The country’s only dedicated service for supporting children through the grief of losing a parent through death or parental separation has called on the government to fully fund its services as it has seen demand triple.
The Children’s Grief Centre in Limerick, has helped over 1,300 children, aged 4-18 years, since it opened 10 years ago.
However, at a conference to mark its tenth anniversary the centre’s director, Sr Helen Culhane, said it is running at full capacity and needs a new building to meet demand.
“What is really sad is that we now have 207 children on our waiting list, so (demand) has tripled,” Sr Culhane said.
It has relied on the support of the Mercy Sisters congregation for use of its Westbourne Convent in Limerick “but we have now run out of space,” she added.
“It really is very sad that 4% of our budget comes from the government, and 96% comes from the general public, and from my own congregation.
“A service like this needs to be fully funded if we are serious about helping our children.”
The centre is lobbying the government to help it build a larger €4m centre.
The annual cost of running the service is approximately €150,000.
Olive Foley, whose late Ireland and Munster rugby star husband, Anthony ‘Axel’ Foley, died suddenly in 2016, described how the centre continues to cushion her family in their grief.
“Anthony died so suddenly, in his sleep, very unexpectedly. So, I was left with two grieving children, and absolutely no experience, and in complete shock myself,” Ms Foley, who is now an ambassador for the centre, said.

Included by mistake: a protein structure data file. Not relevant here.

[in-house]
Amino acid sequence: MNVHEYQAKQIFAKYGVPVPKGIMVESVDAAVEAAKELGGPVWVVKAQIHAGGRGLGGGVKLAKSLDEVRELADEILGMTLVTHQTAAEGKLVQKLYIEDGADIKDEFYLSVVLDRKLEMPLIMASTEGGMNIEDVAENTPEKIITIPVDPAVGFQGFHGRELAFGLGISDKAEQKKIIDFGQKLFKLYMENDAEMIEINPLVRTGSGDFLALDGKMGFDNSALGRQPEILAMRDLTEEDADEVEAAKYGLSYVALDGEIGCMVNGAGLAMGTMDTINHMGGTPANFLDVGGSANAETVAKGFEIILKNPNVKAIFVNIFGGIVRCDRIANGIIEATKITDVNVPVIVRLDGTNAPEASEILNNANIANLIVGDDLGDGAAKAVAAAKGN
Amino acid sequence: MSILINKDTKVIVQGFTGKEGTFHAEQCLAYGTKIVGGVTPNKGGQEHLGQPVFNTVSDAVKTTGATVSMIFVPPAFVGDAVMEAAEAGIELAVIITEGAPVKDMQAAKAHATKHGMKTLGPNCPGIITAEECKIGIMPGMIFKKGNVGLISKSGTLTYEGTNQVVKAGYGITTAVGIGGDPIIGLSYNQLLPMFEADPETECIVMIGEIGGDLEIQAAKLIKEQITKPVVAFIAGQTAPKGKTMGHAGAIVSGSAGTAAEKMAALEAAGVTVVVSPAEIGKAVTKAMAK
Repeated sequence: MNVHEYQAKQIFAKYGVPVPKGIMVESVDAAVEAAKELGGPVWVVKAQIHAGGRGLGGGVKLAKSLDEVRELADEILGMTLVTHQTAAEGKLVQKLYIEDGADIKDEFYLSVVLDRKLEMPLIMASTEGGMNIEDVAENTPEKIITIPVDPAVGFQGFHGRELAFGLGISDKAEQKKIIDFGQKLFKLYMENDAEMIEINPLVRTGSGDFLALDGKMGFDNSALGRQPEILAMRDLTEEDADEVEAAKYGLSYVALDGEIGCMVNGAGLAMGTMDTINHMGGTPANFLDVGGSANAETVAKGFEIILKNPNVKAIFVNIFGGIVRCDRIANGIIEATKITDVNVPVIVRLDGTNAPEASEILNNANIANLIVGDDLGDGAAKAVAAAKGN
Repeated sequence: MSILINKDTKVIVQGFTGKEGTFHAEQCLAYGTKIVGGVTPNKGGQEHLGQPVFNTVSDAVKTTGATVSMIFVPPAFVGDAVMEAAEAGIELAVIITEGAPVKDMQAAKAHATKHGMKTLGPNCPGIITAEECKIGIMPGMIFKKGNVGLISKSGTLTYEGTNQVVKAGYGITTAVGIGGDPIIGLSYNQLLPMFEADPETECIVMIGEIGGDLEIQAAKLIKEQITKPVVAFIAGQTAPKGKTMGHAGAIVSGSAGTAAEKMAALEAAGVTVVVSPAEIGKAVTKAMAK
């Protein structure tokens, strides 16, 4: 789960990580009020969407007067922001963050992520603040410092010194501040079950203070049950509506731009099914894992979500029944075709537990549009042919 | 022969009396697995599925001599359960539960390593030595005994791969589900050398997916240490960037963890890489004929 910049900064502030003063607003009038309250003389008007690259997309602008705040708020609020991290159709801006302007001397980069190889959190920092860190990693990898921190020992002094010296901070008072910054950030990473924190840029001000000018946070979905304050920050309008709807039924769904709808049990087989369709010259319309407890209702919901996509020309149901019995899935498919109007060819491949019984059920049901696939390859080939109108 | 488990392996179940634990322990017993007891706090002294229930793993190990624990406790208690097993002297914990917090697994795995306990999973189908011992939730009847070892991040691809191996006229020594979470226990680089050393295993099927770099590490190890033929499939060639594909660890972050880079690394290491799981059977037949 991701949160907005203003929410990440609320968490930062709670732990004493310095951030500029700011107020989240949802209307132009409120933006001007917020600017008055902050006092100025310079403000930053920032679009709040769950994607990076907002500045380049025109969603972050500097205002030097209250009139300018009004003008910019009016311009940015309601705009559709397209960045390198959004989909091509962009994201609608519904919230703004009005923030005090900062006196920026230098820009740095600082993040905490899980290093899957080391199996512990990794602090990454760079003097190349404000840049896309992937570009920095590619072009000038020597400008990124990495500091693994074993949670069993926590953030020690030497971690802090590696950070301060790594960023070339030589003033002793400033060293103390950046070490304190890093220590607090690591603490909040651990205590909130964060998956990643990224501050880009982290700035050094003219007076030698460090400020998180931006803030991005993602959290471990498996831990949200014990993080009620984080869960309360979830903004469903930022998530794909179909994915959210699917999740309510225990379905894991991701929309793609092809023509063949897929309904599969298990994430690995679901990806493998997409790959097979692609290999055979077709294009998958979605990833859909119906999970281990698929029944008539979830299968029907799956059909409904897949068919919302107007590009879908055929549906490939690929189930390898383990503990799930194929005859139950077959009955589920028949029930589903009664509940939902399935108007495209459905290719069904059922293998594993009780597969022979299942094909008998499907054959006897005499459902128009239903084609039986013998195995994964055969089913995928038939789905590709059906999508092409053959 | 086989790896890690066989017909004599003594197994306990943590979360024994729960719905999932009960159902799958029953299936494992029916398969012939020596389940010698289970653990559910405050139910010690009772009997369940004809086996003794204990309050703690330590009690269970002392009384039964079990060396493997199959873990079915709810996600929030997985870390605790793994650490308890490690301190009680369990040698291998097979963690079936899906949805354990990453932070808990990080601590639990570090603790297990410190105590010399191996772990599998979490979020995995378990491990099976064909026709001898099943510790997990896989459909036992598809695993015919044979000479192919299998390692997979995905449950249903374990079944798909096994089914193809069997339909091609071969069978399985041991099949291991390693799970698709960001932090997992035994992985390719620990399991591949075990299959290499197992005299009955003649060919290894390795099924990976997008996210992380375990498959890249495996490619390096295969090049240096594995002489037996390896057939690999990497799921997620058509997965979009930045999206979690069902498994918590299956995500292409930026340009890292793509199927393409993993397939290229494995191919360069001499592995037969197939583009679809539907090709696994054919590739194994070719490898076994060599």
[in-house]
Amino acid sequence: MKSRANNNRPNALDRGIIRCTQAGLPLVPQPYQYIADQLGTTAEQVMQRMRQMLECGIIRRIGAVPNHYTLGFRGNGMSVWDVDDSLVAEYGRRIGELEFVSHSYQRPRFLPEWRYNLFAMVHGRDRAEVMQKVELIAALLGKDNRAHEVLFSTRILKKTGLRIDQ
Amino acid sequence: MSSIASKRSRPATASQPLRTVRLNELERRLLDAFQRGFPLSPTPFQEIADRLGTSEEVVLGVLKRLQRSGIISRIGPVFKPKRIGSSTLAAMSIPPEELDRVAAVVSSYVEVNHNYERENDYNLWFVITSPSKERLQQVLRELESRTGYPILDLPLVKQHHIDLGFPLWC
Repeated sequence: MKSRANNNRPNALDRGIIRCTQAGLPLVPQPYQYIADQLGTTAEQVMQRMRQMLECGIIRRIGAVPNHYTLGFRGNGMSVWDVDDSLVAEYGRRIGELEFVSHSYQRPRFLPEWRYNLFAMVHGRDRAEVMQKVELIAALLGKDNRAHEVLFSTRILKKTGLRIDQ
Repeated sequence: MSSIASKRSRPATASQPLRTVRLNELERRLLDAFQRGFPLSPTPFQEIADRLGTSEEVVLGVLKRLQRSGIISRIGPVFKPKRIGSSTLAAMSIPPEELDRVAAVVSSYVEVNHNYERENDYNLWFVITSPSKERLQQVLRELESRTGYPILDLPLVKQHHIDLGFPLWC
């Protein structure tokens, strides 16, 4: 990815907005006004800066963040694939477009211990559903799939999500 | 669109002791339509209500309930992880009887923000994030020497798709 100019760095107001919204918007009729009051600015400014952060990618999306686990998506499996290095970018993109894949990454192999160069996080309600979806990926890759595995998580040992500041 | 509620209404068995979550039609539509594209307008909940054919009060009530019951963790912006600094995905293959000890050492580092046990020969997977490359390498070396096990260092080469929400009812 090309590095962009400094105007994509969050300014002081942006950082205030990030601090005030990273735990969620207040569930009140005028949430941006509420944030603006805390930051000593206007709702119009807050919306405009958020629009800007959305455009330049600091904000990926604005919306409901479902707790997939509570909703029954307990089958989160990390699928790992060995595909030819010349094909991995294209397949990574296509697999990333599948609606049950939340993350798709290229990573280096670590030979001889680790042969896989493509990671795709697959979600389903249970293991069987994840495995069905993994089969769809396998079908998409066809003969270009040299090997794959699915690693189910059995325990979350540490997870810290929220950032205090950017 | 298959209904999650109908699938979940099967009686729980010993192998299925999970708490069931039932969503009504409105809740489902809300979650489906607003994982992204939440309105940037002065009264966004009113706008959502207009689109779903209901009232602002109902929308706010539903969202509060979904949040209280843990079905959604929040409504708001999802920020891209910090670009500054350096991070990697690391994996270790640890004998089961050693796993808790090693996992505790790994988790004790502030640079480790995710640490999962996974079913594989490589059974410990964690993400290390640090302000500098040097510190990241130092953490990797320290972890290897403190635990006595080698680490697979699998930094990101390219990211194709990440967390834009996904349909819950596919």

The services provided allow children to express themselves through play, art, and offering a listening ear in a safe, and non-judgmental setting.
Irish Examiner political correspondent Daniel McConnell spoke about his battle trying to cope with the death of his mother, Ann, in 1991, when he was 12 years old.
“Grief is a very personal thing, but for me, I know I would have benefitted massively from attending something like the Children’s Grief Centre when I was growing up,” Mr McConnell said.
The speakers all agreed the service should be fully state-funded to ensure early intervention supports are provided to children who may fall through the cracks later in their adult life because of the impact of their grief.
“Children need help and support with discerning their grief and what has happened to them — whether it’s separation of their parents or the (death) of a parent or sibling – they need help and support early on to prevent problems down the road,” Ms Foley added.